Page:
Understanding global economy is subject to what is most frequently referred to financial literacy. Financial literacy is, as remarked by Giesler & Veresiu (2014) a set of skills and knowledge which allow individuals understand, how to earn money, how to effectively spend and invest it, and, lastly, how and why donate it. It is the understanding how money works and how to be successful in financial respect. Financial effectiveness is critically important for a modern person, and thus I have certainly given some thought to the way in which I would be able to improve my financial literacy and improve my knowledge of how finances work globally.
Certainly, my first step would be reading specific literature. There are books, which explain financial concepts and processes to those who possess little knowledge in the field. However, certainly, it would be important to select a high quality book. There are many books “for newbie’s”, which do not meet any reasonable standards of quality. At the same time I personally do not believe myself to be an absolutely financially illiterate person. I do possess understanding of basics, and thus would like to build on this basis. Thus, I would require a professionally written book. In order to find one I would certainly consult a professional. It must be somebody who not only professionally deals with finances but is teaching finances to non-professionals.

You're lucky! Use promo "samples20"
and get a custom paper on
"Understanding Global Economy"
with 20% discount!
Order Now

The next step which seems to be reasonable to me is reading financial magazines. It is important not only to develop the base, which would allow understanding how money works both locally and globally. The point is that the manner in which they work is constantly changing. This is why it is critically important to be constantly updated on the most important news regarding finances, new developments in the technological solutions, which are related to finances. Such technologies appear quite often nowadays and this is why it is reasonable to always keep an eye open for the news in this field.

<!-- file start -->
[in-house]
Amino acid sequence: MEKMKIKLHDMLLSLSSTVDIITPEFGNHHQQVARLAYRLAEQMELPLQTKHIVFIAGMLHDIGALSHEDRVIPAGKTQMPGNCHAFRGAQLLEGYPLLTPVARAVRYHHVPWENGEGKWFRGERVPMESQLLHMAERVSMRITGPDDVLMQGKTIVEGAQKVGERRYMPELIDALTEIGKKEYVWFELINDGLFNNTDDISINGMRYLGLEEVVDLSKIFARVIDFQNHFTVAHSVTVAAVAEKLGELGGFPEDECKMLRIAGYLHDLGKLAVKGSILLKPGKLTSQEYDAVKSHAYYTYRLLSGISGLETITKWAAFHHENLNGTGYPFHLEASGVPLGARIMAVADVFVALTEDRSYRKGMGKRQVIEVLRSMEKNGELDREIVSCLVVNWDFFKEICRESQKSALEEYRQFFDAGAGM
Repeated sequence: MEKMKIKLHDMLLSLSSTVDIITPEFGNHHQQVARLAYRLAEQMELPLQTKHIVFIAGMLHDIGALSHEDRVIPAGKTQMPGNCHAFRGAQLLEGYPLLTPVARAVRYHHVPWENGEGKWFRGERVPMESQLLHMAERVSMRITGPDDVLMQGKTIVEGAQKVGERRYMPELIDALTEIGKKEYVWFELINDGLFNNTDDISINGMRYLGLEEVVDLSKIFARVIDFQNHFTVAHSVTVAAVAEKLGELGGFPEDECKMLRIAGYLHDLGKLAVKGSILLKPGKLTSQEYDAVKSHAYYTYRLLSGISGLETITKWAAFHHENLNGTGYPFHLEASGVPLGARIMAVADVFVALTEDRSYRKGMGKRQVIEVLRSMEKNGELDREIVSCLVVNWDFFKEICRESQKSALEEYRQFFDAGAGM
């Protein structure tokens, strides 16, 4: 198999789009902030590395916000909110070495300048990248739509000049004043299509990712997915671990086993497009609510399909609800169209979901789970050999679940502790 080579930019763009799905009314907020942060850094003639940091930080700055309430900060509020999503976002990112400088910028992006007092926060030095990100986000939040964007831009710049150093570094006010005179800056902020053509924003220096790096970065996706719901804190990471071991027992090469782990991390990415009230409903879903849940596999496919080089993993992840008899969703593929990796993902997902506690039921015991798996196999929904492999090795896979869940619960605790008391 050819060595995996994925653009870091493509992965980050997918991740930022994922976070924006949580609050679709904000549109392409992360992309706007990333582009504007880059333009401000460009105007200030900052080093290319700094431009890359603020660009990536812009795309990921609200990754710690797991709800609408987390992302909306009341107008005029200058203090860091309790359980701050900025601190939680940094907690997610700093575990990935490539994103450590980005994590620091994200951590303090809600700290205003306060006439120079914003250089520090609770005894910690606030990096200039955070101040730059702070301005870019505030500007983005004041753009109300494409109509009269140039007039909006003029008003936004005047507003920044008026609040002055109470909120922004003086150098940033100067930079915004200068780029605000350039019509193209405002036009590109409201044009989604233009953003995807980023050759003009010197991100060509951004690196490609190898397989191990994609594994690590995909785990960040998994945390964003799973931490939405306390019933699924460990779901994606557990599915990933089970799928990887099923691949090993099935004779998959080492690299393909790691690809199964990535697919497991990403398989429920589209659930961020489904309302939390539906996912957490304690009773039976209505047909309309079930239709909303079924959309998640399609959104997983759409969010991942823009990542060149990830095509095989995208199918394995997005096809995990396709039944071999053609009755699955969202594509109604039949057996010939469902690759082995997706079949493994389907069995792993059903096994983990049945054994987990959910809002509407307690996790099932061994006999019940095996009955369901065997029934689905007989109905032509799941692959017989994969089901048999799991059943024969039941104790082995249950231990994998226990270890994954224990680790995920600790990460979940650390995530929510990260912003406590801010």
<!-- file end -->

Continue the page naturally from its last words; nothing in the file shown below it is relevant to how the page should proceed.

Another important step to take is to practice. I strongly believe that it is important to “play around” with finances prior to taking serious steps. Investing small sums of money, arranging minor enterprises to earn money, taking risks and researching the processes are critically important for developing effective financial skills. Knowledge of theory is absolutely necessary but not sufficient for effective financial activity.

Alternatively it may be helpful to attend some financial training. Such are available nowadays. Moreover, it is possible to attend virtual trainings without having to physically go anywhere. However, just as in the case with books, it is important to choose an effective training taught by a professional couch. Investing into such sort of education would be, probably, my first experience of effective investment.

There are, probably, other alternative methods of obtaining financial knowledge and skills. However in general it is possible to describe them all through a general scheme, consisting of three major steps: choosing source of knowledge (a book or a course), then active development of theoretical base through reading the book or attending the selected course, and, lastly, practical application of this knowledge. The scheme is quite universal and would definitely work for any set of skills. However in case of financial literacy it is particularly important not only to follow this scheme, but also to keep one’s knowledge updated, as discussed above, by means of following financial news through trustworthy media. Otherwise the knowledge and the skills may very easily get outdated. However, a person who applies financial knowledge and skills practically will in any case follow the news and the most important developments. Otherwise the very first mistake may cost them too much.

    References
  • Giesler, Markus; Veresiu, Ela (2014). “Creating the Responsible Consumer: Moralistic Governance Regimes and Consumer Subjectivity”. Journal of Consumer Research 41 (October): 849–867.